From the blog.

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OECG – Chapter 20

432 Words. Plan about 2 minute(s) to read this.

In local area networks (i.e. multiaccess networks versus point-to-point links), there are three areas the book touches on that are notable.

Prune Override

  • In a LAN scenario, it’s possible to have several routers sharing a network segment. So what happens if one router sends a prune out his RPF interface for a specific multicast group, but one or more other downstream routers on that segment still want the multicast traffic? Remember that multicast traffic has a destination of the multicast group address. So (forgetting about RGMP for a moment), it’s all or nothing for that segment, right? A prune from one router could cause other downstream routers on that segment to not receive multicast traffic they should be receiving.
  • Prune override helps us with this. When a Prune message goes out, it is sent to the All-PIM router address of 224.0.0.13. So not only the upstream router sees the Prune, but also the other PIM routers on the segment. When the upstream router detects that it is on a multiaccess segment, it will wait 3 seconds before pruning the S, G. If within those 3 seconds, another router sends a join request, the upstream router will continue forwarding for that S, G uninterrupted. But if the 3 seconds expires with no Join requests received, then the router is pruned.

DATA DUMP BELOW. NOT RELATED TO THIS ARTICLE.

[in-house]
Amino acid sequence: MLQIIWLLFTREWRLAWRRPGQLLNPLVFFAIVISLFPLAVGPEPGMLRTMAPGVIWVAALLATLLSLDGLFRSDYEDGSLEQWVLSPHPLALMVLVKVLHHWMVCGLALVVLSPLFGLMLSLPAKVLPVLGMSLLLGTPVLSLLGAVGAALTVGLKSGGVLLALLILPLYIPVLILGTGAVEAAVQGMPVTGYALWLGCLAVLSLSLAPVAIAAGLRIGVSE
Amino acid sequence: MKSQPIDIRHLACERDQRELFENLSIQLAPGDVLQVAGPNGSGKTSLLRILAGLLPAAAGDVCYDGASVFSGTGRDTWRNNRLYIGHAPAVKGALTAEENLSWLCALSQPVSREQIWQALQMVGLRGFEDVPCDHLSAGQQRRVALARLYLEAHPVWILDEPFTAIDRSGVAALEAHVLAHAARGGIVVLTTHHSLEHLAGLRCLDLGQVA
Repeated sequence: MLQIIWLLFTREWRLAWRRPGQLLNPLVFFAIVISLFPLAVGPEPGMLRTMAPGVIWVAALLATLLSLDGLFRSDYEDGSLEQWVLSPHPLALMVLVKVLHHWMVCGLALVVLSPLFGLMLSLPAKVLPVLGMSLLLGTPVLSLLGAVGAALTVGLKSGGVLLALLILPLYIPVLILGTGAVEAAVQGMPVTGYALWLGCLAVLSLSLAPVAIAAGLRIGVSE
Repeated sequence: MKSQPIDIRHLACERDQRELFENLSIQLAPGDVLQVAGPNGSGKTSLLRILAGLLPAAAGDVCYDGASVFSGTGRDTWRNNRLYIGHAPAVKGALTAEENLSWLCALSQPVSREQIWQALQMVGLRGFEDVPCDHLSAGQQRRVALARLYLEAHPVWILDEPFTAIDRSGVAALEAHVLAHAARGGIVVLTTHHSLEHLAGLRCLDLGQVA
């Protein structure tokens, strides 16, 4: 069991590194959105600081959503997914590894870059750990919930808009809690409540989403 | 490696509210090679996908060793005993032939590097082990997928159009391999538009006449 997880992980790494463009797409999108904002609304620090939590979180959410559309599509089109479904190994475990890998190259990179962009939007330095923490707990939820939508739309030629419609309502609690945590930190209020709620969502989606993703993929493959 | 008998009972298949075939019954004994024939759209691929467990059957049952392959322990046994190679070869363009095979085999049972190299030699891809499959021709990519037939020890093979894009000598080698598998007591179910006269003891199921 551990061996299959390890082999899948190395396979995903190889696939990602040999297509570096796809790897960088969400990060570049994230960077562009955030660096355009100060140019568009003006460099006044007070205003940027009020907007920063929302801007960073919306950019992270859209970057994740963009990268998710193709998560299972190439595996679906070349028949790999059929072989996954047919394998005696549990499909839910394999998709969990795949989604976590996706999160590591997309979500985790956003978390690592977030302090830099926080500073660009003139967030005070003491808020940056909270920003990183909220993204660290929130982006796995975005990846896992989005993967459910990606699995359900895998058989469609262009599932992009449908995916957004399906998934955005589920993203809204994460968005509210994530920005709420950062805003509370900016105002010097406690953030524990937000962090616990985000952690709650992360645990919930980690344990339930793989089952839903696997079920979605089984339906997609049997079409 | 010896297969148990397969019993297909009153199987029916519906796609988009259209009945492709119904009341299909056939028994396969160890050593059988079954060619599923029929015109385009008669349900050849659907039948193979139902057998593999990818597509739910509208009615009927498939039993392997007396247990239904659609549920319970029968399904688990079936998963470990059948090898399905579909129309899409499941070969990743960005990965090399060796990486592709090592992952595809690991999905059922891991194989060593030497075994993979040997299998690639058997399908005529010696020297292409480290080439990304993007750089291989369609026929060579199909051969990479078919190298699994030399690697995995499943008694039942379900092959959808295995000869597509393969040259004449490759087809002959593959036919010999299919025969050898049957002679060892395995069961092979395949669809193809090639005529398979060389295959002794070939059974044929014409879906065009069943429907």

Assert Message

  • The assert message is used to determine which router will be responsible to forward multicast group traffic onto a LAN segment, when multiple routers are capable of performing the task. (I.E., one of the router will “assert” themselves over the others.)
  • Routers on a segment will know this situation has arisen if they see each other’s forwarded multicast traffic on the same segment. When that happens, they send assert messages to one another.
  • The router will win based on the administrative distance and metric of the unicast route covering the multicast source.
    • The router with the lowest administrative distance wins.
    • If tied, the router with the lowest advertised metric wins.
    • If still tied, the router with the highest IP address on that LAN segment wins.

Designated Router

  • The PIM-DM (or PIM sparse mode) router with the highest IP address becomes a designated router.
  • The DR’s job is to determine who will send IGMPv1 queries onto the segment. Remember that IGMPv2 handles this on its own by electing a querier, but that IGMPv1 relies on the multicast routing protocol to figure this detail out.
  • Note that you can have one router be the DR, and a different router become the forwarder for a multicast group via the assert process. They are not inter-dependent processes.